2015 was a terrible year for Japanese computer giant Toshiba. The company’s CEO and high-ranking executives were found to have breached their contracts and falsified earnings, reporting that the company’s sales were growing each year, and artificially inflating the company’s value as a result to attract more investors. Following the revelations, the company’s shareholders threw out most of the top-level management in an effort to save it, but it was too late. The Japanese government began investigations into the matter shortly afterwards, and Toshiba’s new management began mass layoffs in the TV and home electronics divisions amounting to over 7000 employees, trying to survive massive expected losses in annual revenue as sales took a nosedive.
Toshiba is taking more steps this year to divest themselves from the markets it had a hand in that aren’t making it any money, in a final attempt to right the ship and stay afloat in their home turf. The TV division has been shut down, and the company’s ongoing projects in other departments are likely to be halted. Toshiba’s Home electronics brand will be sold to Chinese manufacturer Midea, and the company’s medical equipment division will be shut down and sold to camera giant Canon, a confusing move because the medical division was the only one pulling in a profit and growing steadily.
Toshiba will also exit the computer retail business, according to rumors that tie in with the company’s announcement that its US-based offices won’t be taking any more orders for laptops or desktop computers. There are apparently plans to also shut down offices overseas in regions such as the United States, Europe, and Latin America. These offices, the rumors claim, will close on 31 March 2016, and it is not clear if Toshiba will help these employees find other positions within the company, or let them go completely. In the US, Toshiba’s partner in retail, CDW, has taken over all online orders made through the company’s official website.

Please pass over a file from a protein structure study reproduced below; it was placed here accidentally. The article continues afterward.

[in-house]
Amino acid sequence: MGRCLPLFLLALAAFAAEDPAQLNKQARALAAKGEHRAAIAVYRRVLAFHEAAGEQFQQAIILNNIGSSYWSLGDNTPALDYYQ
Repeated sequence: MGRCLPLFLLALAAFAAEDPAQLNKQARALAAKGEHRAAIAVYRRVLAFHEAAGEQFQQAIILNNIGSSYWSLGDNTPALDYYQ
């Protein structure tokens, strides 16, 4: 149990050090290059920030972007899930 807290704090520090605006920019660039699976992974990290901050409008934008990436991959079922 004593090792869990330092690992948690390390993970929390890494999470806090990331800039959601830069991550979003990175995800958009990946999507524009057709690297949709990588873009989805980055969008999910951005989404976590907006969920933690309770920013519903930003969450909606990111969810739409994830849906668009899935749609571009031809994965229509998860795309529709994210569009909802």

To stay relevant in the computer market, Toshiba’s laptop division is rumored to also undergo further restructuring this year, and will later merge with the VAIO and Fujitsu brands to create a super-brand for Japanese-made laptops. It’s anyone’s guess as to how that partnership will take off, but if the rumors are true, I do hope that it is successful. Toshiba has been responsible for several excellent Ultrabook designs in the past, and it would be a shame to lose all this expertise and skill.
Note that this doesn’t mean that other parts of the company will see the same effects or restructuring efforts. Toshiba’s NAND production is still in full swing, they’re still strong in the enterprise SSD and server markets, and they still make hard drives by the tons. Toshiba is a giant of a company, and it’ll take more than one financial scandal to bring it to its knees.